The heart, that is bursting with grief, feels the sympathy that speaks in a silent grasp of the hand, in tears, or in gentle tones of voice : while it is shocked at the cold commiseration that utters itself in many words, firmly and formally pronounced.

Passion has its own appropriate language ; and this, so far as the voice is concerned, is what I mean by expression. That this may be cultivated by the efforts of art, to some extent, is evident from the skill which actors have sometimes attained, in dramatic exhibition; a skill to which one of the fraternity alluded, in his remark to a dignitary of the church, the cutting severity of which consists in the truth it contains ; “We speak of fictions as if they were realities; you speak of realities as if they were fictions."

The fact however, is, that the indescribable power communicated to the voice by a delicate sensibility, especially a Christian sensibility, it is quite beyond the reach of art to imitate.

Sect. 9.-Rhetorical Dialogue.

This takes place when one voice personates two individuals or more.

It seems necessary to dwell a little on this branch of modulation, which has scarcely been noticed by writers on oratory. Every one must have observed how much more interesting is an exhibition of men, as living agents, than of things in the abstract. Now when the orator introduces another man as speaking, he either informs us what that man said, in the third person, or presents him to us as spoken to, in the second person, and as speaking himself, in the first.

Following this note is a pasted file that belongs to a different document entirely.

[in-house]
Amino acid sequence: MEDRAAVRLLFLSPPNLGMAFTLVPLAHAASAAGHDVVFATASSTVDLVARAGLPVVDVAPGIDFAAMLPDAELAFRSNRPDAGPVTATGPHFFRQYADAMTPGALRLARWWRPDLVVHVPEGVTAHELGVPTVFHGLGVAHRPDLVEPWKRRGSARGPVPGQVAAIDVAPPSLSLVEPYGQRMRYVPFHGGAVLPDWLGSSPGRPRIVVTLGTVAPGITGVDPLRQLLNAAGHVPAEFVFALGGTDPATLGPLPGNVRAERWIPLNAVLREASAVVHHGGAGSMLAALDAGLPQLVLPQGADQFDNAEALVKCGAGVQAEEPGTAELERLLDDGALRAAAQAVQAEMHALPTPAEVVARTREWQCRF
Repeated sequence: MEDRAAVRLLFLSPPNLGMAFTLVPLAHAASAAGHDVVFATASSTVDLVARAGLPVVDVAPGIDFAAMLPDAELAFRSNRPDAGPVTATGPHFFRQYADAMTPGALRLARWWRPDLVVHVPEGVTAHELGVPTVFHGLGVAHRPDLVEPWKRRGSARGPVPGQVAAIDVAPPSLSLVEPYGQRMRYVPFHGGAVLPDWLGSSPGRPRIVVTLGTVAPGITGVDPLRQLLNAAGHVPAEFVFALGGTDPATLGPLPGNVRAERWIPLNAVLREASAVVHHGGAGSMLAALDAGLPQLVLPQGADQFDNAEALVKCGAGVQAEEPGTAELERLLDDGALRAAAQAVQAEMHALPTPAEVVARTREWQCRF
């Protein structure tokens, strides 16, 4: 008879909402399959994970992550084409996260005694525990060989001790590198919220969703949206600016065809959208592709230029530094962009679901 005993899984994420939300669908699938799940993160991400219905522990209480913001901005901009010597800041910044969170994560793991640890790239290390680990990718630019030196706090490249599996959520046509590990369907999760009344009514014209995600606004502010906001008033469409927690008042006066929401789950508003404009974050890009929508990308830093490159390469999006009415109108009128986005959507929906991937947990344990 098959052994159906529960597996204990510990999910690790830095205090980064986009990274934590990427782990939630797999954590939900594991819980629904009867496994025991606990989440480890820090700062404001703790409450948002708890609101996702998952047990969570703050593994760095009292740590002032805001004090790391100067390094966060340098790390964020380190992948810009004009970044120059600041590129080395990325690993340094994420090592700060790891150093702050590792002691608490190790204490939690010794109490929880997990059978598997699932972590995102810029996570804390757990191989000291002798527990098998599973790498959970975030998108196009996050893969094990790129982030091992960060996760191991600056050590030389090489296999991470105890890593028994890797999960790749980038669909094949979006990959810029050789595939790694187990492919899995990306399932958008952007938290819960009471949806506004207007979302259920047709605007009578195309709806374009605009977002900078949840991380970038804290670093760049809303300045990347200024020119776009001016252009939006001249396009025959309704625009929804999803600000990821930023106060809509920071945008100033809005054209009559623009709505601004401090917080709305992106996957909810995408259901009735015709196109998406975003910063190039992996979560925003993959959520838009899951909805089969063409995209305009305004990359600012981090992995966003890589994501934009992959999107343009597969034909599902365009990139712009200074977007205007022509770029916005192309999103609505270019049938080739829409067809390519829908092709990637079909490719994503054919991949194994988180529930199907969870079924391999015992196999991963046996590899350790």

A thousand examples are at hand, to show the difference between telling us what was said by another man, and introducing that man to speak to us himself. " Jesus told Peter that he should deny him thrice,” is narrative.

“ Jesus said, Peter, thou shalt deny me thrice,” is representation. The difference between these two modes of communication it is the province of taste to feel, but of criticism to explain. Let us then analyze a simple thought, as expressed in these two forms; “ Jesus inquired of Simon, the son of Jonas, whether he loved him.” “Jesus said, Simon, son of Jonas, lovest thou me?" The difference in point of vivacity is in? stantly perceived, but in what does this difference consistIn two things. The first manner throws verbs into past time, and pronouns into the third person, producing, in the latter especially, an indefiniteness of grammatical relation, which is unfriendly to the clearness and vivacity of language. At the same time, the energy arising from the vocative case, from the figure of tense, and of interrogation, is sacrificed. As a principle of composition, though commonly overlooked, this goes far to explain the difference between the tame and the vivid in style.

But the same difference is still more striking, when analyzed by the principles of delivery. Transform an animated question into a mere statement of th : fact, that such a question was asked, and all the intonations of voice are changed, so that you do not seem to hear a real person speaking, but are only told that he did speak. This change in expression of voice will be apparent in repeating the two forms of the example last quoted.